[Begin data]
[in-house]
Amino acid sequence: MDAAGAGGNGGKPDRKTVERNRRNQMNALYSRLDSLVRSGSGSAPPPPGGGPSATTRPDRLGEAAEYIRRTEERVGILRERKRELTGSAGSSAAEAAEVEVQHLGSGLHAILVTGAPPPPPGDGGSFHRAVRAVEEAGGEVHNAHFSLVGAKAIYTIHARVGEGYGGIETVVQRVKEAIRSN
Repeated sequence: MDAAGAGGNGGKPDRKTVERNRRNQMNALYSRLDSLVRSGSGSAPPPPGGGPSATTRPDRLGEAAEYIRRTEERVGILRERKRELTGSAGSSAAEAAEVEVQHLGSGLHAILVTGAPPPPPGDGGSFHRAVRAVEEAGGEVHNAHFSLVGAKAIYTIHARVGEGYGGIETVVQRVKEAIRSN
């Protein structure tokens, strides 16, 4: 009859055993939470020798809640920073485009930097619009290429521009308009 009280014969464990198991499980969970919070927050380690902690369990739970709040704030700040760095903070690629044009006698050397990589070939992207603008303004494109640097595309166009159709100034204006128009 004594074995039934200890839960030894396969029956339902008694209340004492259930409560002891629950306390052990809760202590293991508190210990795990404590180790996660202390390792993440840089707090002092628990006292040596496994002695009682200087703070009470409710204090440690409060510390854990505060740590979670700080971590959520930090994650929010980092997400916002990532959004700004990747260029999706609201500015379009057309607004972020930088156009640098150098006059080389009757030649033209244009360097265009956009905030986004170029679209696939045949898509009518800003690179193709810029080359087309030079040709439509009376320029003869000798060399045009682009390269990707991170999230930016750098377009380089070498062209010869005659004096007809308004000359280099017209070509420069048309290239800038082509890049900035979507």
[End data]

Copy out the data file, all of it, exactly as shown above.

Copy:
[in-house]
Amino acid sequence: MDAAGAGGNGGKPDRKTVERNRRNQMNALYSRLDSLVRSGSGSAPPPPGGGPSATTRPDRLGEAAEYIRRTEERVGILRERKRELTGSAGSSAAEAAEVEVQHLGSGLHAILVTGAPPPPPGDGGSFHRAVRAVEEAGGEVHNAHFSLVGAKAIYTIHARVGEGYGGIETVVQRVKEAIRSN
Repeated sequence: MDAAGAGGNGGKPDRKTVERNRRNQMNALYSRLDSLVRSGSGSAPPPPGGGPSATTRPDRLGEAAEYIRRTEERVGILRERKRELTGSAGSSAAEAAEVEVQHLGSGLHAILVTGAPPPPPGDGGSFHRAVRAVEEAGGEVHNAHFSLVGAKAIYTIHARVGEGYGGIETVVQRVKEAIRSN
């Protein structure tokens, strides 16, 4: 009859055993939470020798809640920073485009930097619009290429521009308009 009280014969464990198991499980969970919070927050380690902690369990739970709040704030700040760095903070690629044009006698050397990589070939992207603008303004494109640097595309166009159709100034204006128009 004594074995039934200890839960030894396969029956339902008694209340004492259930409560002891629950306390052990809760202590293991508190210990795990404590180790996660202390390792993440840089707090002092628990006292040596496994002695009682200087703070009470409710204090440690409060510390854990505060740590979670700080971590959520930090994650929010980092997400916002990532959004700004990747260029999706609201500015379009057309607004972020930088156009640098150098006059080389009757030649033209244009360097265009956009905030986004170029679209696939045949898509009518800003690179193709810029080359087309030079040709439509009376320029003869000798060399045009682009390269990707991170999230930016750098377009380089070498062209010869005659004096007809308004000359280099017209070509420069048309290239800038082509890049900035979507």